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Sci Rep. 2015 May 20;5:10364. doi: 10.1038/srep10364.

Cell context-specific expression of primary cilia in the human testis and ciliary coordination of Hedgehog signalling in mouse Leydig cells.

Author information

1
1] University Department of Growth and Reproduction, Copenhagen University Hospital (Rigshospitalet), Copenhagen DK-2100, Denmark [2] Department of Biology, University of Copenhagen, Copenhagen DK-2100, Denmark.
2
University Department of Growth and Reproduction, Copenhagen University Hospital (Rigshospitalet), Copenhagen DK-2100, Denmark.
3
Department of Biology, University of Copenhagen, Copenhagen DK-2100, Denmark.
4
1] University Department of Growth and Reproduction, Copenhagen University Hospital (Rigshospitalet), Copenhagen DK-2100, Denmark [2] Department of Toxicology and Risk Assessment, National Food Institute, Technical University of Denmark, Søborg DK-2860, Denmark.

Abstract

Primary cilia are sensory organelles that coordinate numerous cellular signalling pathways during development and adulthood. Defects in ciliary assembly or function lead to a series of developmental disorders and diseases commonly referred to as ciliopathies. Still, little is known about the formation and function of primary cilia in the mammalian testis. Here, we characterized primary cilia in adult human testis and report a constitutive expression of cilia in peritubular myoid cells and a dynamic expression of cilia in differentiating Leydig cells. Primary cilia are generally absent from cells of mature seminiferous epithelium, but present in Sertoli cell-only tubules in Klinefelter syndrome testis. Peritubular cells in atrophic testis produce overly long cilia. Furthermore cultures of growth-arrested immature mouse Leydig cells express primary cilia that are enriched in components of Hedgehog signalling, including Smoothened, Patched-1, and GLI2, which are involved in regulating Leydig cell differentiation. Stimulation of Hedgehog signalling increases the localization of Smoothened to the cilium, which is followed by transactivation of the Hedgehog target genes, Gli1 and Ptch1. Our findings provide new information on the spatiotemporal formation of primary cilia in the testis and show that primary cilia in immature Leydig cells mediate Hedgehog signalling.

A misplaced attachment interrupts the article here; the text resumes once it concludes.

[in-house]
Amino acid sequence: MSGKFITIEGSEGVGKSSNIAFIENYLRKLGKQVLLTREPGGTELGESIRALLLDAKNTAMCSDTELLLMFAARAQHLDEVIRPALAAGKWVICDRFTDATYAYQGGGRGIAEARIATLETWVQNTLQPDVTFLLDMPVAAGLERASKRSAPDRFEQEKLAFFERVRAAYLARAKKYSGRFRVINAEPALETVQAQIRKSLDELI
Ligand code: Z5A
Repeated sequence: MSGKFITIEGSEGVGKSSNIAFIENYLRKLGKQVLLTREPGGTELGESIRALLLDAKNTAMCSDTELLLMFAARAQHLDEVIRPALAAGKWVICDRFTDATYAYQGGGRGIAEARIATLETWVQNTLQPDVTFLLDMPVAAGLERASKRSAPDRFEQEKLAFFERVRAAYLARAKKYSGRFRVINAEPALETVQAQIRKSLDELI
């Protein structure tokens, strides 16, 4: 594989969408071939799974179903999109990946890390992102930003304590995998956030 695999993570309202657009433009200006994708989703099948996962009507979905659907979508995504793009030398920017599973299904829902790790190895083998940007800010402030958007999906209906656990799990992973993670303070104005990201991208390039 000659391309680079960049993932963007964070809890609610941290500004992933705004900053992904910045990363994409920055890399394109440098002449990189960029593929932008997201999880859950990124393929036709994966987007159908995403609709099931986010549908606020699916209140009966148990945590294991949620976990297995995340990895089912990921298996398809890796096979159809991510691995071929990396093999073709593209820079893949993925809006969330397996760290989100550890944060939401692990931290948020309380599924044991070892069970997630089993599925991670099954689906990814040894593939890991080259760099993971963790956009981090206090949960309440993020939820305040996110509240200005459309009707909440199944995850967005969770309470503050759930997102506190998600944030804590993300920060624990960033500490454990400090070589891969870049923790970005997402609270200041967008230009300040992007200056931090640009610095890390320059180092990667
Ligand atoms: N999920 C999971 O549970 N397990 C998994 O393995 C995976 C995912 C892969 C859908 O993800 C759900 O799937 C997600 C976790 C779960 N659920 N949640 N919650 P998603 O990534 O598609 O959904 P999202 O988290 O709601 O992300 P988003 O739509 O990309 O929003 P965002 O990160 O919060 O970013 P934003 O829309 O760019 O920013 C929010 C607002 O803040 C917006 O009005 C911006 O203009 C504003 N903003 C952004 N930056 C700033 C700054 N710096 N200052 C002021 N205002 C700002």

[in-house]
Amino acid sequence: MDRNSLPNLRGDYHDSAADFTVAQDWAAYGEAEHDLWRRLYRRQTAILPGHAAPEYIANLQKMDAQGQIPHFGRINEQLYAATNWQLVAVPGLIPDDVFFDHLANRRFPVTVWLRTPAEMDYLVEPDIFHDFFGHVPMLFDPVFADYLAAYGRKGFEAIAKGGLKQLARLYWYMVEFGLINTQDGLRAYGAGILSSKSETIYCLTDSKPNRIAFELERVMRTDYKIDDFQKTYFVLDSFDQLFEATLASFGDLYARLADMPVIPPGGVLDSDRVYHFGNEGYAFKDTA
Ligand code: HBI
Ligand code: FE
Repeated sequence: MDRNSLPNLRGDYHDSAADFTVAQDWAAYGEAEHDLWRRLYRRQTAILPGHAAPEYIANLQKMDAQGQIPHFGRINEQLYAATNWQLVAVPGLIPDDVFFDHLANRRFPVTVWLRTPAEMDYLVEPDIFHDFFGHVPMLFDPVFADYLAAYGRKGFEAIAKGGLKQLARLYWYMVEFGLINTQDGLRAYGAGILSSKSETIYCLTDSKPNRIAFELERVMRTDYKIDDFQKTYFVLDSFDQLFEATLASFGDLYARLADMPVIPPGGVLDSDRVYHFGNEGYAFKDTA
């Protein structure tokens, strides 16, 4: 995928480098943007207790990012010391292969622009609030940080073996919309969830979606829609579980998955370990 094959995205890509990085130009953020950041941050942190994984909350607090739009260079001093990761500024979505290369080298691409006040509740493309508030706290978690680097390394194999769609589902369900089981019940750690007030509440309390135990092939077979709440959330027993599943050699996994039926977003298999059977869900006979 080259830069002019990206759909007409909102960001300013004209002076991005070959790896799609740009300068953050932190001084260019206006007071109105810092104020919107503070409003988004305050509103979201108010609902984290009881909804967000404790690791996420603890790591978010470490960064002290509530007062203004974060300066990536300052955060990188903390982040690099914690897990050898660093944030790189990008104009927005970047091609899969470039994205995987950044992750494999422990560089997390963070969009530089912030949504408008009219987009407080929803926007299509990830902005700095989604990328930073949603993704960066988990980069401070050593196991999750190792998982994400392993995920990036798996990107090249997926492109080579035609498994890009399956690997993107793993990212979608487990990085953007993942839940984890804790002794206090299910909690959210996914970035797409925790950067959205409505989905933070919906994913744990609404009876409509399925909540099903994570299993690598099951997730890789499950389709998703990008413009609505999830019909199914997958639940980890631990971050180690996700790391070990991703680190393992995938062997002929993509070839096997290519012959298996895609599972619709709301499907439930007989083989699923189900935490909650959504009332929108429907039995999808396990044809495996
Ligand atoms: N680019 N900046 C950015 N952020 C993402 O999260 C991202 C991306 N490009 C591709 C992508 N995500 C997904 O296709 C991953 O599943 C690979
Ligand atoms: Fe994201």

PMID:
25992706
PMCID:
PMC4438617
DOI:
10.1038/srep10364
[Indexed for MEDLINE]
Free PMC Article

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